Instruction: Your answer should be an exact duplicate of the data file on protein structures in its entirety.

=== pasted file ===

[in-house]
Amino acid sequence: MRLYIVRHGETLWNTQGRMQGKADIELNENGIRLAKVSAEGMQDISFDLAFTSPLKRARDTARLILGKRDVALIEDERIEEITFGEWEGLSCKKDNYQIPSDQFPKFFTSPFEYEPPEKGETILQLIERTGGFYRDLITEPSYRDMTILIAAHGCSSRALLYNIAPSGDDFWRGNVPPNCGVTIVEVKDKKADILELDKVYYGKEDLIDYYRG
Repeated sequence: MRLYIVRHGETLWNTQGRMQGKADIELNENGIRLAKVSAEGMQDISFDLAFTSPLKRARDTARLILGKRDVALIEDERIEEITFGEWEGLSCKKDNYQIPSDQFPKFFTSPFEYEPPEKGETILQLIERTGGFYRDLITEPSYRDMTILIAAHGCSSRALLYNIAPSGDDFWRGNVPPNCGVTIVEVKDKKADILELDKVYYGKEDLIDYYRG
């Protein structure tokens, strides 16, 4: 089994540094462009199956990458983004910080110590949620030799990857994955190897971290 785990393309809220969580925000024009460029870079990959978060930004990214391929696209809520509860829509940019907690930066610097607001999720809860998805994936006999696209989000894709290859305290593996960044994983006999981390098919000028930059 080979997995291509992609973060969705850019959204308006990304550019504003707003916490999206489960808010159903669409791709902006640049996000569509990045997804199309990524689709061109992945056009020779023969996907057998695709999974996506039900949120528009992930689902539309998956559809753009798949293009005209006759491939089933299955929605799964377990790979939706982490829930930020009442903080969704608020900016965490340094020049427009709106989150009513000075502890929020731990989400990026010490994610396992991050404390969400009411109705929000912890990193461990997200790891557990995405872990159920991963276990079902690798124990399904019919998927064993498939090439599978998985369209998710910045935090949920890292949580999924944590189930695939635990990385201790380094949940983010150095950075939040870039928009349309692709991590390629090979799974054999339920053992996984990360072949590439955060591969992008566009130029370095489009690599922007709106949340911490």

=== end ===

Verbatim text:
[in-house]
Amino acid sequence: MRLYIVRHGETLWNTQGRMQGKADIELNENGIRLAKVSAEGMQDISFDLAFTSPLKRARDTARLILGKRDVALIEDERIEEITFGEWEGLSCKKDNYQIPSDQFPKFFTSPFEYEPPEKGETILQLIERTGGFYRDLITEPSYRDMTILIAAHGCSSRALLYNIAPSGDDFWRGNVPPNCGVTIVEVKDKKADILELDKVYYGKEDLIDYYRG
Repeated sequence: MRLYIVRHGETLWNTQGRMQGKADIELNENGIRLAKVSAEGMQDISFDLAFTSPLKRARDTARLILGKRDVALIEDERIEEITFGEWEGLSCKKDNYQIPSDQFPKFFTSPFEYEPPEKGETILQLIERTGGFYRDLITEPSYRDMTILIAAHGCSSRALLYNIAPSGDDFWRGNVPPNCGVTIVEVKDKKADILELDKVYYGKEDLIDYYRG
């Protein structure tokens, strides 16, 4: 089994540094462009199956990458983004910080110590949620030799990857994955190897971290 785990393309809220969580925000024009460029870079990959978060930004990214391929696209809520509860829509940019907690930066610097607001999720809860998805994936006999696209989000894709290859305290593996960044994983006999981390098919000028930059 080979997995291509992609973060969705850019959204308006990304550019504003707003916490999206489960808010159903669409791709902006640049996000569509990045997804199309990524689709061109992945056009020779023969996907057998695709999974996506039900949120528009992930689902539309998956559809753009798949293009005209006759491939089933299955929605799964377990790979939706982490829930930020009442903080969704608020900016965490340094020049427009709106989150009513000075502890929020731990989400990026010490994610396992991050404390969400009411109705929000912890990193461990997200790891557990995405872990159920991963276990079902690798124990399904019919998927064993498939090439599978998985369209998710910045935090949920890292949580999924944590189930695939635990990385201790380094949940983010150095950075939040870039928009349309692709991590390629090979799974054999339920053992996984990360072949590439955060591969992008566009130029370095489009690599922007709106949340911490």